How we delivered a programme evaluation with partners Rocket Science

The project

In summer 2021 the evaluation team at NCVO received an invite to tender from FareShare, to evaluate their three-year lottery-funded programme.

FareShare delivers millions of tonnes of surplus food to people in need through their charity partners. They used the lottery funding to scale up their operations and wanted to understand how the funding had affected their capacity.

Due to the size and timeframe of the tender, NCVO wasn’t in a position to respond by ourselves. But we were highly motivated to work with FareShare, having previously developed their theory of change and evaluated their work with volunteers. So, rather than letting the opportunity pass us by, we decided to find a partner to tender with us.

How we formed the partnership

When we started to think about who we could partner with to deliver this work, Rocket Science came to mind. We had an existing relationship with them and knew that our values aligned, so this felt like a great springboard!

Rocket Science provide research and impact support. We contacted Rocket Science and discussed the work: how we could work together, capacity to deliver, and risk management. We were keen to work in a highly collaborative way.

After creating a joint proposal, we pitched for the work as a team and won! With Rocket Science’s help, we were able to deliver an evaluation that was valuable to FareShare within the set deadline.

The feedback we received from FareShare was positive. They valued the collaborative approach, and the prior knowledge both organisations had of working with the FareShare network.

Key ingredients to success

Collaborative planning

A shared detailed work plan was key to the project’s success.

We also formed an evaluation steering group to lead the work, organising regular partner meetings and working directly with FareShare and FareShare’s network.

Project management

We decided that Rocket Science would provide the overall project lead. This is a key role, particularly for a partnership, for someone to retain overall control, uniting and steering the teams.

We used SharePoint as a project management space, sharing all relevant documents here. While this had its limitations, such as the reduced functionality of tools such as word, it was very useful to be able to share documents and files and work on them collaboratively in real time.

Collaborative design

We devised key aspects of the evaluation together, including the evaluation aims, questions and tools.

Open communication was key, and we shared our successes and challenges in a frank and honest way, through workshop-style calls. We committed to being transparent with all work from early drafts to final products.

The collaboration meant that the programme was more time consuming than a solo project might have been, but the benefits were numerous and ensured a cohesive evaluation overall.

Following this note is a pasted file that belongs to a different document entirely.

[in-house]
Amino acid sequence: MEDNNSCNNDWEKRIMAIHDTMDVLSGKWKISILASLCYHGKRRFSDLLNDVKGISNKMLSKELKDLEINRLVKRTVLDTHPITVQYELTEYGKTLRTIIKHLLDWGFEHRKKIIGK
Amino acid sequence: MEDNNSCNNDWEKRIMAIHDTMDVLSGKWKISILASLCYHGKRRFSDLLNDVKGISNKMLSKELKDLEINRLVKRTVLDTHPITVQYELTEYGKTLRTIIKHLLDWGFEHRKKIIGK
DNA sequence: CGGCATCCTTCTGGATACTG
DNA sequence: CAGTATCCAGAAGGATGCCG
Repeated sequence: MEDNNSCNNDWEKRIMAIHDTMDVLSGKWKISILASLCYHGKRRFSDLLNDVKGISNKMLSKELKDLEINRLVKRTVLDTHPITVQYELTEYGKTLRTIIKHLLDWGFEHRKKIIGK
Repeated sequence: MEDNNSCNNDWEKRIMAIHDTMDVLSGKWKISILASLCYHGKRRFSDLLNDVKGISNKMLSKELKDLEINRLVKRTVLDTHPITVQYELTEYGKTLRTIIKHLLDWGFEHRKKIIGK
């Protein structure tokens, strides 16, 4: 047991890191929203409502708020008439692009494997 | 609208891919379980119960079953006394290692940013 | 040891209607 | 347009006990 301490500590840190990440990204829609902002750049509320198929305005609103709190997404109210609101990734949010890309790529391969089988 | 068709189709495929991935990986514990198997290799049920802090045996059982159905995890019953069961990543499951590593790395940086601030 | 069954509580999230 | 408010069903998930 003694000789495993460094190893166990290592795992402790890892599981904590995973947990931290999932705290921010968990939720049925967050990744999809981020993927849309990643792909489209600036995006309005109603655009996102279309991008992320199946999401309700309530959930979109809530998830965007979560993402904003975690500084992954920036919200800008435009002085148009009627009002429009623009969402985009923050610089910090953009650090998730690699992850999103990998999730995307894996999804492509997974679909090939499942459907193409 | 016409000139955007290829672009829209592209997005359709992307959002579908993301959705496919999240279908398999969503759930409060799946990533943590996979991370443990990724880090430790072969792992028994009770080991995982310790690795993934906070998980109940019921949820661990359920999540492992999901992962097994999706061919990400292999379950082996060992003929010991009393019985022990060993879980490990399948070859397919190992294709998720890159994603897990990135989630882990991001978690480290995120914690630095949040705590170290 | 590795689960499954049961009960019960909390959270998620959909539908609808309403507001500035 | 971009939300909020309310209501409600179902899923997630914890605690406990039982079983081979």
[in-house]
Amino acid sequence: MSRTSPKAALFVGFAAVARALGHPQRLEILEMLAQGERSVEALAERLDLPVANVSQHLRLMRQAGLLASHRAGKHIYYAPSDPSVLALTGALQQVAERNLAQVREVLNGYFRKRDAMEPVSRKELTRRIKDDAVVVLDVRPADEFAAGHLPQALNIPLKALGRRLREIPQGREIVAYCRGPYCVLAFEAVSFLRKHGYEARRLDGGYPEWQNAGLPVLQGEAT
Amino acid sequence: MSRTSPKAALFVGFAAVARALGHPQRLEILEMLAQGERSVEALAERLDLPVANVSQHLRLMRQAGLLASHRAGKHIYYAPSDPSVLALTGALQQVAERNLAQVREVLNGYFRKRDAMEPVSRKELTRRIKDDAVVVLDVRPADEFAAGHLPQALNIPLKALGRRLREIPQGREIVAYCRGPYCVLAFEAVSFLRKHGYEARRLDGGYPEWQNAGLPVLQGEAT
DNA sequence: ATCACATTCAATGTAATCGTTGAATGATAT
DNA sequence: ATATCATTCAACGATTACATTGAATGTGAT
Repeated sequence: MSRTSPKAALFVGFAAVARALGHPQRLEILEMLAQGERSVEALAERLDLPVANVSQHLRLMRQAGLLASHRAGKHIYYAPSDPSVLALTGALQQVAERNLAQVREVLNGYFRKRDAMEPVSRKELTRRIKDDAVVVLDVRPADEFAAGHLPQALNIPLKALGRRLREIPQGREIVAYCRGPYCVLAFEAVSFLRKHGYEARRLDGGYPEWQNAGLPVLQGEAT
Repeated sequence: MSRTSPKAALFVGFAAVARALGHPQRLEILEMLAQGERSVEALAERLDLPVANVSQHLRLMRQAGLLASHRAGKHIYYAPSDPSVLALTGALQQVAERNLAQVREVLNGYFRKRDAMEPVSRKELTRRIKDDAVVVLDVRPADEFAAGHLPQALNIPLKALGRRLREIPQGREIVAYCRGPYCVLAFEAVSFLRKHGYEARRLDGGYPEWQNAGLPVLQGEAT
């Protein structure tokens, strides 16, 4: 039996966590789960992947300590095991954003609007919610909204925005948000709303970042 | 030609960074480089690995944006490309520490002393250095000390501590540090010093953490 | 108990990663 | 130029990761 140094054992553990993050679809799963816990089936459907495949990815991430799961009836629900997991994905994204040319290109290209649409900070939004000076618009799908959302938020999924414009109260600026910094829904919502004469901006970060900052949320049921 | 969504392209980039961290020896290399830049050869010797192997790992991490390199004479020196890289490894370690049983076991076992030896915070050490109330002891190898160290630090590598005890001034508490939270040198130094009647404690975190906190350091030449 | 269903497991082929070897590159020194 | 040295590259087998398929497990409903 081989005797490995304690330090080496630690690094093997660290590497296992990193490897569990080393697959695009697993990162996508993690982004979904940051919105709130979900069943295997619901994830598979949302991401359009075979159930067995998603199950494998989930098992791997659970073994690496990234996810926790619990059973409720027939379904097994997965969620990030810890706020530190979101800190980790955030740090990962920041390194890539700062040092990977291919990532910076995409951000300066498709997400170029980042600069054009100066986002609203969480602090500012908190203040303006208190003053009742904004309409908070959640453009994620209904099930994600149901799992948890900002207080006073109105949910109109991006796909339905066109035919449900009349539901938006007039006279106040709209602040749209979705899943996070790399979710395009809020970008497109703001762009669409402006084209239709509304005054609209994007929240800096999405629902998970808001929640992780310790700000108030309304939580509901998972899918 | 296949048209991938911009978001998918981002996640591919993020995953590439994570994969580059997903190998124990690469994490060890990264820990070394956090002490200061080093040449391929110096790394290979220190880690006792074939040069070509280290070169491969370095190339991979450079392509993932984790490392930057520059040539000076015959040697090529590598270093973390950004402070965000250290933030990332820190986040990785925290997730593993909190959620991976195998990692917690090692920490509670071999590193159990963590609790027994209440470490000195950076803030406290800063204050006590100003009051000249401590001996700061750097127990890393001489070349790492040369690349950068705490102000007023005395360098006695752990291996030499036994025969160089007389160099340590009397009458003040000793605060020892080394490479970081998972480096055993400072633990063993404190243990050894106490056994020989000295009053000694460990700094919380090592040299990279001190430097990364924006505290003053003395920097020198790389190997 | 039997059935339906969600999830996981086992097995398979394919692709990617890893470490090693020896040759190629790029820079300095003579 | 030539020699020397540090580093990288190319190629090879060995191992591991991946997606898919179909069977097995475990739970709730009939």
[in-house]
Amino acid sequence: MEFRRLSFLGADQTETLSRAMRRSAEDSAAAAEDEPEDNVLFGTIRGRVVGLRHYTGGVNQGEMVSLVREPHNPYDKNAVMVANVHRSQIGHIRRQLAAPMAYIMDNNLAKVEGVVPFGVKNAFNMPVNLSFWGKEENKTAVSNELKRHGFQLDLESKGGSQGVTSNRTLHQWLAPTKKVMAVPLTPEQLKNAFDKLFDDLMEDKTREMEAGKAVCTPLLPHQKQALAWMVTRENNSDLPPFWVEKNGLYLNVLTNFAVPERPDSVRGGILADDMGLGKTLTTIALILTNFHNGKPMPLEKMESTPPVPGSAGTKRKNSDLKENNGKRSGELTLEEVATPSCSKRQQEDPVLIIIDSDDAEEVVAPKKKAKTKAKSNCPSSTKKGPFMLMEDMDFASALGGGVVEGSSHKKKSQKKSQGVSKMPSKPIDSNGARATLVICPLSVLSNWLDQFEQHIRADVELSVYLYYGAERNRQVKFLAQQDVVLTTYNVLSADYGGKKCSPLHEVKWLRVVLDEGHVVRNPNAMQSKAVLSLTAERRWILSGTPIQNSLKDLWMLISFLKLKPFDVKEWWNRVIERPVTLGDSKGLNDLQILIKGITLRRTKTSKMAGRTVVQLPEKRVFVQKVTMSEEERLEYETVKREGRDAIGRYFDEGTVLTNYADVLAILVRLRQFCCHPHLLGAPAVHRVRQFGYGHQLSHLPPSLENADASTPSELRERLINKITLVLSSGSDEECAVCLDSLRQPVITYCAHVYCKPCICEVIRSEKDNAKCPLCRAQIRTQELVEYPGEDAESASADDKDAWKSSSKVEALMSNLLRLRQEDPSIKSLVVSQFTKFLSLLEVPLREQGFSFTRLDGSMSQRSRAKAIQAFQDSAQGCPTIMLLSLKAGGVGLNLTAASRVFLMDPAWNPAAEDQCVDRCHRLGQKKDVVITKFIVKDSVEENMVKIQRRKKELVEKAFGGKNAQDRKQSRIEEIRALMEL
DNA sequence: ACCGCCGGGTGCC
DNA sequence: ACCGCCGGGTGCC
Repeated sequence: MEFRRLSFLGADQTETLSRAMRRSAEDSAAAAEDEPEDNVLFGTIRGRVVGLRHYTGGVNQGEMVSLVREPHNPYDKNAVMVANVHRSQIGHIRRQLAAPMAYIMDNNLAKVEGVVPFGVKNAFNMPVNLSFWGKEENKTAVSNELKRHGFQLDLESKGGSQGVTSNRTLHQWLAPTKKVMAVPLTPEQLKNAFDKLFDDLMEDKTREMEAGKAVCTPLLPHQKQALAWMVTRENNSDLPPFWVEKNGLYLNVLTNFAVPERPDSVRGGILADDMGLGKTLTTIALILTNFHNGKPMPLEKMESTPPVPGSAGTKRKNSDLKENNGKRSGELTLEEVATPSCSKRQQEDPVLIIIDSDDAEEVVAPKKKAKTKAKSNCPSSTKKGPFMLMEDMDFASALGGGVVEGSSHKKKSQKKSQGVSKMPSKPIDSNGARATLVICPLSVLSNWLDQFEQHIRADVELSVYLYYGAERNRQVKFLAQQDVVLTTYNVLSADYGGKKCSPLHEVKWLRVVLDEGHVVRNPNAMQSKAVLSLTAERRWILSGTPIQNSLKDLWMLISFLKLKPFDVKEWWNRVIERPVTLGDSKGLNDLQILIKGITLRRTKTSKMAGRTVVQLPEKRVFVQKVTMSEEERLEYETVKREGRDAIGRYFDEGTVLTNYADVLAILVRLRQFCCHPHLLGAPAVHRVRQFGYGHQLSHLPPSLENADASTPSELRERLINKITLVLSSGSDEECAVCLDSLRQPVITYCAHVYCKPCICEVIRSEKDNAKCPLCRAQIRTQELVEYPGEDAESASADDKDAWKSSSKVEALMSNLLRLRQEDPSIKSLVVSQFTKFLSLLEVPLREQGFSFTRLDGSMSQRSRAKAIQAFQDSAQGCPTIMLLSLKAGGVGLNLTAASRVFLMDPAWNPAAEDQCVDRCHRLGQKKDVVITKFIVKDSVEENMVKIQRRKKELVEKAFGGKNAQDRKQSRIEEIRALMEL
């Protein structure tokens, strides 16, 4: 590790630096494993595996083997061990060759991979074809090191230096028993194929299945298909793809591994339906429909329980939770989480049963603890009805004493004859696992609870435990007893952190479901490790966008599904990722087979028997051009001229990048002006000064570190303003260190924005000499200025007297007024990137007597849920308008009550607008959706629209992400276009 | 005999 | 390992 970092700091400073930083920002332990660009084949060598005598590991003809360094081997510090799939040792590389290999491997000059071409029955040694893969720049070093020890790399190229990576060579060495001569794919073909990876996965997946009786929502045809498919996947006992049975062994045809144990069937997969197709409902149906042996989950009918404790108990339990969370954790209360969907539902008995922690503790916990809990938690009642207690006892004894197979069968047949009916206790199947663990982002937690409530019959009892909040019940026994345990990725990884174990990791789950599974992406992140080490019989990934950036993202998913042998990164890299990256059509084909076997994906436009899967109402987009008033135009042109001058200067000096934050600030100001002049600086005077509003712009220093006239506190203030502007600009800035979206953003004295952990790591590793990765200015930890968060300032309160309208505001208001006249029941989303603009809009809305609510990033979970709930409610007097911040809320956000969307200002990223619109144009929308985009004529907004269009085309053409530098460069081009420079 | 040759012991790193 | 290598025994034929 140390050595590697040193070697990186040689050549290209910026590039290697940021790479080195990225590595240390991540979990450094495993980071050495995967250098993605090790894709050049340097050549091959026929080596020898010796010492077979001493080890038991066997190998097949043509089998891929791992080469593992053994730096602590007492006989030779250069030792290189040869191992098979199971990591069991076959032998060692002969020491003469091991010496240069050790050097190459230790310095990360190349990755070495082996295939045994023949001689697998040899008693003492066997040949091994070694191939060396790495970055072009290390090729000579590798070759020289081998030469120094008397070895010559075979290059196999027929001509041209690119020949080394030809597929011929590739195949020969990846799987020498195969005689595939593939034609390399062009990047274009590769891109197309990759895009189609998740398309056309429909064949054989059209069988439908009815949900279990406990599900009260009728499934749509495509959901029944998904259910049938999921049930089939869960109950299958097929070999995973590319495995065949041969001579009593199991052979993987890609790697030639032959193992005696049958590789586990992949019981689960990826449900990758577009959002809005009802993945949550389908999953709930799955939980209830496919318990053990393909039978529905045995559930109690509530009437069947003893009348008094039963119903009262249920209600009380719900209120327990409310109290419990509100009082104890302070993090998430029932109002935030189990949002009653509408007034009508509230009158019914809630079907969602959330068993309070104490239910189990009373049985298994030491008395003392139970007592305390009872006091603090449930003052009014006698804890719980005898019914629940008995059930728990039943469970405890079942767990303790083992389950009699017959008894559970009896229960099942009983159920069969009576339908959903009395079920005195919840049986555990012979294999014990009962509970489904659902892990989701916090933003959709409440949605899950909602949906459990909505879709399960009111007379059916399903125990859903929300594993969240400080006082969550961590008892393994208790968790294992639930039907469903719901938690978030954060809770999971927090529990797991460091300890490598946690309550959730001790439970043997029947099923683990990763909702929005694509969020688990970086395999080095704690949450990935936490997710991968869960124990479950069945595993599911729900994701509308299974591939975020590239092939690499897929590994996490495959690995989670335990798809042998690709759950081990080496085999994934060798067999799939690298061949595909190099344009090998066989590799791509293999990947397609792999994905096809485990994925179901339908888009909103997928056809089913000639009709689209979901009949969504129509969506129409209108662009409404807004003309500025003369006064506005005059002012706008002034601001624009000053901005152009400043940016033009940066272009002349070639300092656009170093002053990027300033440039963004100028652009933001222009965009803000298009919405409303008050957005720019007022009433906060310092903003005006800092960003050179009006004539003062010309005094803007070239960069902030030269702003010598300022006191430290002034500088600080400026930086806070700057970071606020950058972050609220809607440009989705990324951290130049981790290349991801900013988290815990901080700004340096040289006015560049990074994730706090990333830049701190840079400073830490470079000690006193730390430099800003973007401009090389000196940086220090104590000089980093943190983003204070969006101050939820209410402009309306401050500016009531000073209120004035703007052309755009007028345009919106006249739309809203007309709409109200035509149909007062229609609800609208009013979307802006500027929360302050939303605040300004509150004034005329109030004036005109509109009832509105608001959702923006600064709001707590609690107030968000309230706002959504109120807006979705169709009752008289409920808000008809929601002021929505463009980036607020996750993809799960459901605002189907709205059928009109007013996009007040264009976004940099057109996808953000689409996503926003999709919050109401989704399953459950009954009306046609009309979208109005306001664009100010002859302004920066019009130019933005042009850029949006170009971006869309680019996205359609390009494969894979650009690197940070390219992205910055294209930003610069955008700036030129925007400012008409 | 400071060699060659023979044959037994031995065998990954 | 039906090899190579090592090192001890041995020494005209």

Risks

As the team had never worked together, there were some risks to the programme – working styles could differ or workload be unevenly distributed. Working to such a tight turnaround and running the programme during a pandemic made it even more challenging to deliver.

But our in-depth planning and open attitudes made sure that the programme was a success. We based our partnership on shared values, flexibility and an understanding of how each team preferred to work.

A successful outcome

Overall, the project was a success. The partnership brought collaborators from different perspectives, experiences and backgrounds together. This led to the sharing of ideas, collaborative problem solving, and a more creative and fun approach to evaluation.

FareShare’s feedback was great, too. They told us that having two teams working on the evaluation was a plus for them, with each bringing a different expertise.

Rocket Science’s perspective

Rocket Science said:

“We were really excited by the opportunity to partner with NCVO. Rocket Science places our values at the centre of all our decisions and we knew that NCVO shared our approach and our ambitions for our clients.

We could also immediately see the benefits of a partnership approach for a potentially complex evaluation. A key ingredient of this successful partnership was equity and trust in our relationship. While Rocket Science led from a contract perspective we recognised this was an opportunity for both parties to share our expertise and learn from each other. This meant being open and transparent with each other, trusting the strengths that each partner brought to the project and creating an environment in which we can discuss issues as they arise. Through taking this approach we managed to avoid any of the pitfalls of partnership working. We are looking forward to finding opportunities to work with NCVO in the future.”

If you’re looking for evaluation support, find out more about NCVO’s consultancy or read our guidance on developing effective impact and evaluation practices in your organisation.

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Sarah Menzies is a consultant with NCVO Charities Evaluation Services. She specialises in supporting voluntary sector organisations of diverse sizes and scope to build their capacity in evaluation. This is done through training, consultancy and specialised group support. She is a mixed methods researcher but has expertise on action research, empowering /inclusive research and working with marginalised communities.

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